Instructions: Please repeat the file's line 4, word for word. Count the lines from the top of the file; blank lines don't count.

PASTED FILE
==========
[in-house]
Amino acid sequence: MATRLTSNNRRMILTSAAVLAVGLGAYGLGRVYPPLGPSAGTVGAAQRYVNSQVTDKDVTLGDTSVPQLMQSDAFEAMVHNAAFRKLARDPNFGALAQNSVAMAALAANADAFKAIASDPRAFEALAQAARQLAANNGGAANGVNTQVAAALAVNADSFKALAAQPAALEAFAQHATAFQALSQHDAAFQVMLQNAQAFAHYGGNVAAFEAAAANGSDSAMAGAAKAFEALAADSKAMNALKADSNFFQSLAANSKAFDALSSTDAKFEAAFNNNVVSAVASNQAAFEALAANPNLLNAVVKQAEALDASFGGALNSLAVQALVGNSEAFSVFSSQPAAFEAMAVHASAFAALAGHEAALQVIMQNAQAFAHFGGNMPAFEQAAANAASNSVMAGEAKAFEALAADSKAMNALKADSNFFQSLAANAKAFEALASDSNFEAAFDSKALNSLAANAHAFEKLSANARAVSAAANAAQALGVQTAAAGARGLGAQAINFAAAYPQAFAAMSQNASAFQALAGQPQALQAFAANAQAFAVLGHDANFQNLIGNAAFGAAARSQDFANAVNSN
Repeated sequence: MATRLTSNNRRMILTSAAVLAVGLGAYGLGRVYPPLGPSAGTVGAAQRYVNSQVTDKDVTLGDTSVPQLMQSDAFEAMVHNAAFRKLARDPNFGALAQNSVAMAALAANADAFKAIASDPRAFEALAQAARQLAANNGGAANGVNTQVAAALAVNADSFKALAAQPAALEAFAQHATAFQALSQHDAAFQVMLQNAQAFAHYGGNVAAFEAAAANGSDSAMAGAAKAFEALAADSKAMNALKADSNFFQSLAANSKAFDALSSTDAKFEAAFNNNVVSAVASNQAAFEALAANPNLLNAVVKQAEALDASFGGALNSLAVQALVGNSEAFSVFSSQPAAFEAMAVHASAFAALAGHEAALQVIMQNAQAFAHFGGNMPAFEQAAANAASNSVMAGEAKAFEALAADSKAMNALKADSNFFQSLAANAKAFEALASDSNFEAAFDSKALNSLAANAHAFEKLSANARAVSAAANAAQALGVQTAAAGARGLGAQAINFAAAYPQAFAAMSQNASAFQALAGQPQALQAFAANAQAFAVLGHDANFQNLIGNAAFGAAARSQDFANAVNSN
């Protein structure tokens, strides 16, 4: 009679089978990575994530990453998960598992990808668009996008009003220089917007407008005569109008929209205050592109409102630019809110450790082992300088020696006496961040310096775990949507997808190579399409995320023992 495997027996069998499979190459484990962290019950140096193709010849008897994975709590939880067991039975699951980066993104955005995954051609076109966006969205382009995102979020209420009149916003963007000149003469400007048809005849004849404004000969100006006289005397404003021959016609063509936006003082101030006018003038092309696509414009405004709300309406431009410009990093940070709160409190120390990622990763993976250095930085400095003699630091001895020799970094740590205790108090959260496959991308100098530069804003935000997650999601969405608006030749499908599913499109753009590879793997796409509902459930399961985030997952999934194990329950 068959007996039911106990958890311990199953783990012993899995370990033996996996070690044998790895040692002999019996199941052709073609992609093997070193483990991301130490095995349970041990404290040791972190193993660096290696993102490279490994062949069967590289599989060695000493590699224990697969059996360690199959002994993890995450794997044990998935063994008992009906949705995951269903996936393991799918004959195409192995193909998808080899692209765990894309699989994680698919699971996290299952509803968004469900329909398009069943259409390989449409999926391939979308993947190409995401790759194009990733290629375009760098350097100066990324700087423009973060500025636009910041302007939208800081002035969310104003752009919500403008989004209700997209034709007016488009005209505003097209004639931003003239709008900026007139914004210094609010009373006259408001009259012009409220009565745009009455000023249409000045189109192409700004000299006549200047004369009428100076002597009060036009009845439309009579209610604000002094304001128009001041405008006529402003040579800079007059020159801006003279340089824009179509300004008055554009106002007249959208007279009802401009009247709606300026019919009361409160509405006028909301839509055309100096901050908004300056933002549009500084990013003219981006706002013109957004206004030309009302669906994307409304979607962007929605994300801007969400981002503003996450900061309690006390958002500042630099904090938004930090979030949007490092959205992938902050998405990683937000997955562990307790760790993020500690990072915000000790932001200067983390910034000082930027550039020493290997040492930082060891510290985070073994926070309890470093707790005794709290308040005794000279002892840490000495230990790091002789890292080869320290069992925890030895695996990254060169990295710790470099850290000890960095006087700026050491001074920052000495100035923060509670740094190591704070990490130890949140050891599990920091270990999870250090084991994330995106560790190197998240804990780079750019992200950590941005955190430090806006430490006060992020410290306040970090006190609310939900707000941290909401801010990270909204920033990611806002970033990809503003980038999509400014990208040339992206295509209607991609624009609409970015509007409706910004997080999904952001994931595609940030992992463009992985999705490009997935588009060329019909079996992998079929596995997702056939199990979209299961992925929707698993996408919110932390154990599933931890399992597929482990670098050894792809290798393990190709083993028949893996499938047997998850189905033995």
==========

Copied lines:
């Protein structure tokens, strides 16, 4: 009679089978990575994530990453998960598992990808668009996008009003220089917007407008005569109008929209205050592109409102630019809110450790082992300088020696006496961040310096775990949507997808190579399409995320023992 495997027996069998499979190459484990962290019950140096193709010849008897994975709590939880067991039975699951980066993104955005995954051609076109966006969205382009995102979020209420009149916003963007000149003469400007048809005849004849404004000969100006006289005397404003021959016609063509936006003082101030006018003038092309696509414009405004709300309406431009410009990093940070709160409190120390990622990763993976250095930085400095003699630091001895020799970094740590205790108090959260496959991308100098530069804003935000997650999601969405608006030749499908599913499109753009590879793997796409509902459930399961985030997952999934194990329950 068959007996039911106990958890311990199953783990012993899995370990033996996996070690044998790895040692002999019996199941052709073609992609093997070193483990991301130490095995349970041990404290040791972190193993660096290696993102490279490994062949069967590289599989060695000493590699224990697969059996360690199959002994993890995450794997044990998935063994008992009906949705995951269903996936393991799918004959195409192995193909998808080899692209765990894309699989994680698919699971996290299952509803968004469900329909398009069943259409390989449409999926391939979308993947190409995401790759194009990733290629375009760098350097100066990324700087423009973060500025636009910041302007939208800081002035969310104003752009919500403008989004209700997209034709007016488009005209505003097209004639931003003239709008900026007139914004210094609010009373006259408001009259012009409220009565745009009455000023249409000045189109192409700004000299006549200047004369009428100076002597009060036009009845439309009579209610604000002094304001128009001041405008006529402003040579800079007059020159801006003279340089824009179509300004008055554009106002007249959208007279009802401009009247709606300026019919009361409160509405006028909301839509055309100096901050908004300056933002549009500084990013003219981006706002013109957004206004030309009302669906994307409304979607962007929605994300801007969400981002503003996450900061309690006390958002500042630099904090938004930090979030949007490092959205992938902050998405990683937000997955562990307790760790993020500690990072915000000790932001200067983390910034000082930027550039020493290997040492930082060891510290985070073994926070309890470093707790005794709290308040005794000279002892840490000495230990790091002789890292080869320290069992925890030895695996990254060169990295710790470099850290000890960095006087700026050491001074920052000495100035923060509670740094190591704070990490130890949140050891599990920091270990999870250090084991994330995106560790190197998240804990780079750019992200950590941005955190430090806006430490006060992020410290306040970090006190609310939900707000941290909401801010990270909204920033990611806002970033990809503003980038999509400014990208040339992206295509209607991609624009609409970015509007409706910004997080999904952001994931595609940030992992463009992985999705490009997935588009060329019909079996992998079929596995997702056939199990979209299961992925929707698993996408919110932390154990599933931890399992597929482990670098050894792809290798393990190709083993028949893996499938047997998850189905033995």